Kate Atkinson, Jane Austen, U.A. Fanthorpe – who I had the pleasure of learning from on an Arvon Foundation course when I was at sixth form.
What advice would you like to share with other writers/authors with regard to preparing a manuscript?
Write the whole thing without reviewing it. Just go for it, the editing will come later. Once you’re finished, read it through once and make the amendments you want to make. Then find some people who are willing to read it and give some honest feedback. Gather all the feedback together and give yourself some time to mull it over. Don’t make any amendments without having thought about them for a few days and making sure you are happy with them. If the same advice is given by a few readers, even if you don’t like it, give it some serious thought. However, at the end of the day it’s your book so the most important person when it comes to being happy with it is you.
Given my profession, I would say this, but get somebody to at the very least proofread your document. Editing is even better but can be expensive. If you are lucky you’ll have a pedantic friend or family member who’ll be delighted to alert you to all the errors in your manuscript. And there will be many – big or small. It’s hard to see them when you’re so close to the writing.
If the movie rights to your novels are purchased, who would you like to play your main characters?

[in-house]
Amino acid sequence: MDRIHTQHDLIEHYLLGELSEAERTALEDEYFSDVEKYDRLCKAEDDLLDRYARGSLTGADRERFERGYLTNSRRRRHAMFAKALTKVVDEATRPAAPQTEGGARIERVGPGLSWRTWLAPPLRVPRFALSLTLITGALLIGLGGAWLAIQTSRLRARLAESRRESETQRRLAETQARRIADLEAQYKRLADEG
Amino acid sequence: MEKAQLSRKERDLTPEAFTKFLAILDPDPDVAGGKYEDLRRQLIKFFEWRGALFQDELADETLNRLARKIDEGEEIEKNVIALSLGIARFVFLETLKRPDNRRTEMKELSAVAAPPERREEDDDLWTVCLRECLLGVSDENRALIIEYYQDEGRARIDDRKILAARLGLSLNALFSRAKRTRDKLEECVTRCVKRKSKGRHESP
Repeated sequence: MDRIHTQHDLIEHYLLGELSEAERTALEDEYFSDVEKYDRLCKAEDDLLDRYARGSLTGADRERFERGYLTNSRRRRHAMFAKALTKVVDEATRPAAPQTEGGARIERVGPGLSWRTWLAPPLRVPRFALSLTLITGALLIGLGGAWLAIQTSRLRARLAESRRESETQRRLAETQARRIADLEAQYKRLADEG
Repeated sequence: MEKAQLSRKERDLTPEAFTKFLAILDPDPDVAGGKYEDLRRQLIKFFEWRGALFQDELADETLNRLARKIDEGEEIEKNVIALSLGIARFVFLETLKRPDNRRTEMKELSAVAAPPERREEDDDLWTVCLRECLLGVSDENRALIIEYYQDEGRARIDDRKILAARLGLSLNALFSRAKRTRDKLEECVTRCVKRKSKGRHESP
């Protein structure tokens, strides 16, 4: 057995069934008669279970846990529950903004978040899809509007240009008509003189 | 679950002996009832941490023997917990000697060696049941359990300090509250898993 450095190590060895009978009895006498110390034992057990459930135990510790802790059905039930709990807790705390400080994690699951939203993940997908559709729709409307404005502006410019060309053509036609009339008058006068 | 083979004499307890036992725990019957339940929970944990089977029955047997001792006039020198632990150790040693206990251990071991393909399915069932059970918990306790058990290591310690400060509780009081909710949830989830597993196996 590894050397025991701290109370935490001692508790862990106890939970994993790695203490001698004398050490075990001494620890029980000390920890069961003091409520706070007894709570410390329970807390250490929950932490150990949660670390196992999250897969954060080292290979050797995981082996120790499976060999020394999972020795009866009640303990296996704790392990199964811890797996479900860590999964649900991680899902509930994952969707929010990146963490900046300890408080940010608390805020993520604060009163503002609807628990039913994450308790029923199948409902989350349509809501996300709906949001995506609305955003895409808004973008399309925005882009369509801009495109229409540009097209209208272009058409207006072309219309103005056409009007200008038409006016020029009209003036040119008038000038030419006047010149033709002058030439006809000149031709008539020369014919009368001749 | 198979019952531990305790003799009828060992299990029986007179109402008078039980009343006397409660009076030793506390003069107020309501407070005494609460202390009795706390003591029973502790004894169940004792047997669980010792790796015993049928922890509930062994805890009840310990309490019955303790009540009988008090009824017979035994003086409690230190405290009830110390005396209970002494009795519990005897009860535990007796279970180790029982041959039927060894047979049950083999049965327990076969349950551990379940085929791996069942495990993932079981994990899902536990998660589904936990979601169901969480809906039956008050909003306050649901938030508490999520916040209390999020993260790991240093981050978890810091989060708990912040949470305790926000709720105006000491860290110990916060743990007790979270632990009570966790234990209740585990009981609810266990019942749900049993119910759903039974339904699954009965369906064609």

I have thought and thought about this but I really have no idea! I would probably try and slide Colin Firth into it somewhere, maybe Jamie’s dad, in case I got to spend a lot of time on the set.
I was on my way to the supermarket, when … Do you have a tale to tell relating to an everyday, boring event?
Nothing in particular springs to mind. I’m sure it will after I’ve submitted these answers.
Links to my book on Amazon:
Link to Heddon Publishing website:
Biography: I live in sometimes sunny Shropshire with my husband and two children, and I run a small publishing business working with other independent authors. I always, always wanted to write yet I chose to study Philosophy at University, not English. With my interesting but not very practical degree tucked under my arm, I set out into the world in 1998, ready to take on some interesting and creative jobs. I ended up processing building society account applications, followed by a range of similarly unsatisfying jobs for various companies. I eventually moved on to more interesting roles within the ICT and charity sectors, but all the while I wanted to write.
I began and gave up on a couple of novels but once the idea of Writing the Town Read had hooked me, I was committed, though it still took a long time to complete. In parallel, I was taking a course in proofreading, with the Publishing Training Centre.
In 2009 I set up as a freelance proofreader and I completed the first draft of Writing the Town Read… and I gave birth to a little girl. It was a busy year. Since then, all of these things have grown and progressed. I now run a small publishing house, freelance as an editor, proofreader and copywriter, and my little girl is not so little. She also has a brother now, and Writing the Town Read has a novel to follow in its wake, hopefully later this year.